Eastern Cape has many a wildlife adventure to offer to those looking for something less tame on their holiday. (Photo: iStock)
Eastern Cape has a lot to live up to for being known as the 'Adventure Province', but when you take a look at all the wildlife adventures you can have from the stomping grounds in Addo to the blue and green of the Wild Coast, it's hard to argue otherwise.
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The province has managed - through concerted effort from communities, conservation agencies and hospitality businesses - to maintain and protect their wildlife populations throughout the decades, even bringing some populations back from the brink of annihilation.
If you're taking a sho't left through the province, be sure to add one of these wild spots to your itinerary or risk having a buffalo giving you serious side-eye when you fly past on the N2.
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Addo Elephant National Park
The best place to see nature's giants, Addo Elephant National Park is probably the most famous park in Eastern Cape. Once these elephant herds were viewed as 'pests' that needed to be exterminated, but when the park was established to protect the remaining 11 elephants, it led to what the park is now today - one of the foremost elephant destinations in the world.
Besides its animals, the park also has archaeological sites of importance, like the cave paintings in Zuurberg Mountains, where the new Doringnek five-hour hiking trail has been established, enabling travellers to explore and see more of the rolling hills, mountains and four of Addo's five biomes.
SEE: New Addo hiking trail your latest reason to plan an Eastern Cape adventure
Tracking cheetahs in Mountain Zebra National Park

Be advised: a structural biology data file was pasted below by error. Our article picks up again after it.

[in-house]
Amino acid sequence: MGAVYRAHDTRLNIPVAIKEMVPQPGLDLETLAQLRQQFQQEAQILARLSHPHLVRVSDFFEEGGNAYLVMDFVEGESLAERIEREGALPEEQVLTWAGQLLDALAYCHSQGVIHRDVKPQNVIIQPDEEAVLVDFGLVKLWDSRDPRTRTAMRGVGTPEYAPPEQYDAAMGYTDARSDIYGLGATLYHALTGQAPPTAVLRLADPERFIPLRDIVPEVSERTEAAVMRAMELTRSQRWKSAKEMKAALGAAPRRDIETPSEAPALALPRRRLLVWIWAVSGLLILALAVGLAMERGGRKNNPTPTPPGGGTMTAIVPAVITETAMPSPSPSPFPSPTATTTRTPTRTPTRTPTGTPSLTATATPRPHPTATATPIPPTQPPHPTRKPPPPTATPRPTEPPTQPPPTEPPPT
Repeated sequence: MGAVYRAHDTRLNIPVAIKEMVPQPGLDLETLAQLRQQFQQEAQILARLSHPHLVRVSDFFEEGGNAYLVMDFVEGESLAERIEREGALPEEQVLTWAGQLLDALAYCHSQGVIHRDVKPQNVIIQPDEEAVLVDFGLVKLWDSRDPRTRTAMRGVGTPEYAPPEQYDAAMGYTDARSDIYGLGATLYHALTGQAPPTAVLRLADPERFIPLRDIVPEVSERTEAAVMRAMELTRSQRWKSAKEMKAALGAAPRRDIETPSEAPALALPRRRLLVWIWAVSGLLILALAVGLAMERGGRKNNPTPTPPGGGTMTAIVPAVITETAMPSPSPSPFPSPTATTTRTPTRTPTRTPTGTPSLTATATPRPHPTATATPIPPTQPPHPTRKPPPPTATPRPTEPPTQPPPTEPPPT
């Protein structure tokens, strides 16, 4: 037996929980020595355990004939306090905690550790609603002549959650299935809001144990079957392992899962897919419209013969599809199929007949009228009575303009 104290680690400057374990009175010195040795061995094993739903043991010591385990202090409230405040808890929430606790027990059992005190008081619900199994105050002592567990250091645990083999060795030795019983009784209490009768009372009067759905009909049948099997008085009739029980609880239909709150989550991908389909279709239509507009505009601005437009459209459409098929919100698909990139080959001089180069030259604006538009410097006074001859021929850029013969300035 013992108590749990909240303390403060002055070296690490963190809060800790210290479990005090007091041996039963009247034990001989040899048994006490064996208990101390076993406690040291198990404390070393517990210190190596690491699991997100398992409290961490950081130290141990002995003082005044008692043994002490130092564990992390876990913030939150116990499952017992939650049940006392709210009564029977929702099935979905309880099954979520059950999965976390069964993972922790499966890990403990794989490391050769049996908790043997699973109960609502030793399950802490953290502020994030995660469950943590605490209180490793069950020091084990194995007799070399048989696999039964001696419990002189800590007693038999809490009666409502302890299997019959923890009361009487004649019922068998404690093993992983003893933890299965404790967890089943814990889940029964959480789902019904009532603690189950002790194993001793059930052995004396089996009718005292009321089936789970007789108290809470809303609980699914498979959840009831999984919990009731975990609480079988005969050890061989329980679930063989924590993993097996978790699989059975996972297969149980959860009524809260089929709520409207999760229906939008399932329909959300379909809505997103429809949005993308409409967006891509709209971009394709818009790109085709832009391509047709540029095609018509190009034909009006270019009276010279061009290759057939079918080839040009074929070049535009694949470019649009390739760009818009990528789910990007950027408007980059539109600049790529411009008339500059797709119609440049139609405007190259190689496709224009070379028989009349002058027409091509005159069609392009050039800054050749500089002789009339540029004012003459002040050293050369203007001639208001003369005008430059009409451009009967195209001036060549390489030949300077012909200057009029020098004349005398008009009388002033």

Mountain Zebra National Park may have been originally created as a conservation area for the once-almost-extinct Cape Mountain Zebra, but it also has one of the most exciting game walks you can take in South Africa. Instead of heading to an interaction centre that keeps these long-range animals in small compounds, you can get up close to a cheetah in the wild on-foot - an experience that surpasses even the most riveting game drives.
You can also just enjoy a scenic walk through other parts of the park where cheetahs don't roam - still accompanied by an armed ranger - but this doesn't mean that it's any less exciting. You can either walk to the park's rock art paintings, or you can check out the massive boulder that rolled down the hill many years ago.
SEE: Eastern Cape Escape: Track cheetahs on foot in Mountain Zebra National Park
Inzolo Private Game Lodge
Nestled in the heart of the Eastern Cape bush, the boutique valley-facing lodge offers a unique and exceptional experience for all. The lodge brings to life a distinct sense of luxury as well as allowing visitors to truly surround themselves in serenity while overlooking expansive rolling hills where the Big Five roams in unspoilt nature.
Inzolo has successfully launched two special conservation initiatives – the interactive Buffalo breeding project and the protection of the endangered Cape Mountain Zebra. Guests are invited to help dart the buffalo to allow the conservation team to test for TB and other related diseases, making for a truly different wild experience.